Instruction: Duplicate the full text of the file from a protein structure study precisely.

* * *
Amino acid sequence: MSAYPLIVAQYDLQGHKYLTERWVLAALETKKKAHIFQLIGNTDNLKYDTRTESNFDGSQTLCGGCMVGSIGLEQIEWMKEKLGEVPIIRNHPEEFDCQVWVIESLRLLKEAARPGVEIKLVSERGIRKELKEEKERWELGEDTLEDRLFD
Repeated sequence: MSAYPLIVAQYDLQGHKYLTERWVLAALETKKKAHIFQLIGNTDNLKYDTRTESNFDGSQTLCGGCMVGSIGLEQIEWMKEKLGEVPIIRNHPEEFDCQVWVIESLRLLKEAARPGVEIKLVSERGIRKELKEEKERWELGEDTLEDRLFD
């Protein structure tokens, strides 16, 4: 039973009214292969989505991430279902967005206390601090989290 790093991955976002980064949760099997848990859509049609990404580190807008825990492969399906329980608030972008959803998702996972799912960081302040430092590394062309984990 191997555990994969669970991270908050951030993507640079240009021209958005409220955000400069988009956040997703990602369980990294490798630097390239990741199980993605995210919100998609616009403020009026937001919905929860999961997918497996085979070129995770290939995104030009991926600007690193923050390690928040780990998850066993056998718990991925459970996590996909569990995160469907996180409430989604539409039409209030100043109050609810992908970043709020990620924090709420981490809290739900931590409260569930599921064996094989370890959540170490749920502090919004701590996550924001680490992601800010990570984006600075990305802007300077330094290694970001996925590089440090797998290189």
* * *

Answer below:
Amino acid sequence: MSAYPLIVAQYDLQGHKYLTERWVLAALETKKKAHIFQLIGNTDNLKYDTRTESNFDGSQTLCGGCMVGSIGLEQIEWMKEKLGEVPIIRNHPEEFDCQVWVIESLRLLKEAARPGVEIKLVSERGIRKELKEEKERWELGEDTLEDRLFD
Repeated sequence: MSAYPLIVAQYDLQGHKYLTERWVLAALETKKKAHIFQLIGNTDNLKYDTRTESNFDGSQTLCGGCMVGSIGLEQIEWMKEKLGEVPIIRNHPEEFDCQVWVIESLRLLKEAARPGVEIKLVSERGIRKELKEEKERWELGEDTLEDRLFD
């Protein structure tokens, strides 16, 4: 039973009214292969989505991430279902967005206390601090989290 790093991955976002980064949760099997848990859509049609990404580190807008825990492969399906329980608030972008959803998702996972799912960081302040430092590394062309984990 191997555990994969669970991270908050951030993507640079240009021209958005409220955000400069988009956040997703990602369980990294490798630097390239990741199980993605995210919100998609616009403020009026937001919905929860999961997918497996085979070129995770290939995104030009991926600007690193923050390690928040780990998850066993056998718990991925459970996590996909569990995160469907996180409430989604539409039409209030100043109050609810992908970043709020990620924090709420981490809290739900931590409260569930599921064996094989370890959540170490749920502090919004701590996550924001680490992601800010990570984006600075990305802007300077330094290694970001996925590089440090797998290189």